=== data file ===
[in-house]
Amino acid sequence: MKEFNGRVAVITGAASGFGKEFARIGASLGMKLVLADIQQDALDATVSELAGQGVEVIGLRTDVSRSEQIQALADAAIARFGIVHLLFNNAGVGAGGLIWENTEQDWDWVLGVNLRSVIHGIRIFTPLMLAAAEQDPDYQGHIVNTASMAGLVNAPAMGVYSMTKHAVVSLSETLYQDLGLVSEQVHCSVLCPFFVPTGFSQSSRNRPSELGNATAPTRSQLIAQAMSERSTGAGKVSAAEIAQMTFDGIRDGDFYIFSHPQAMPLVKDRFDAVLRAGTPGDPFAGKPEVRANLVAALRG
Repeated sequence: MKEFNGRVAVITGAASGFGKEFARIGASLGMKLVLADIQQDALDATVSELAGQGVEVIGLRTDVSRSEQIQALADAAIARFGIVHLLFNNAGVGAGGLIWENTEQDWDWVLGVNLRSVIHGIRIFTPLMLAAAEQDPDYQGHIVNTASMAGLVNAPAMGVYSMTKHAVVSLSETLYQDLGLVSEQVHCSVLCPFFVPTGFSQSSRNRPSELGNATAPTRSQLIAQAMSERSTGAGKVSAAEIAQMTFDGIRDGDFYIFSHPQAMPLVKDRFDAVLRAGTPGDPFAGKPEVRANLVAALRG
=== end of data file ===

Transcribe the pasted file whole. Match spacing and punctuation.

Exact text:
[in-house]
Amino acid sequence: MKEFNGRVAVITGAASGFGKEFARIGASLGMKLVLADIQQDALDATVSELAGQGVEVIGLRTDVSRSEQIQALADAAIARFGIVHLLFNNAGVGAGGLIWENTEQDWDWVLGVNLRSVIHGIRIFTPLMLAAAEQDPDYQGHIVNTASMAGLVNAPAMGVYSMTKHAVVSLSETLYQDLGLVSEQVHCSVLCPFFVPTGFSQSSRNRPSELGNATAPTRSQLIAQAMSERSTGAGKVSAAEIAQMTFDGIRDGDFYIFSHPQAMPLVKDRFDAVLRAGTPGDPFAGKPEVRANLVAALRG
Repeated sequence: MKEFNGRVAVITGAASGFGKEFARIGASLGMKLVLADIQQDALDATVSELAGQGVEVIGLRTDVSRSEQIQALADAAIARFGIVHLLFNNAGVGAGGLIWENTEQDWDWVLGVNLRSVIHGIRIFTPLMLAAAEQDPDYQGHIVNTASMAGLVNAPAMGVYSMTKHAVVSLSETLYQDLGLVSEQVHCSVLCPFFVPTGFSQSSRNRPSELGNATAPTRSQLIAQAMSERSTGAGKVSAAEIAQMTFDGIRDGDFYIFSHPQAMPLVKDRFDAVLRAGTPGDPFAGKPEVRANLVAALRG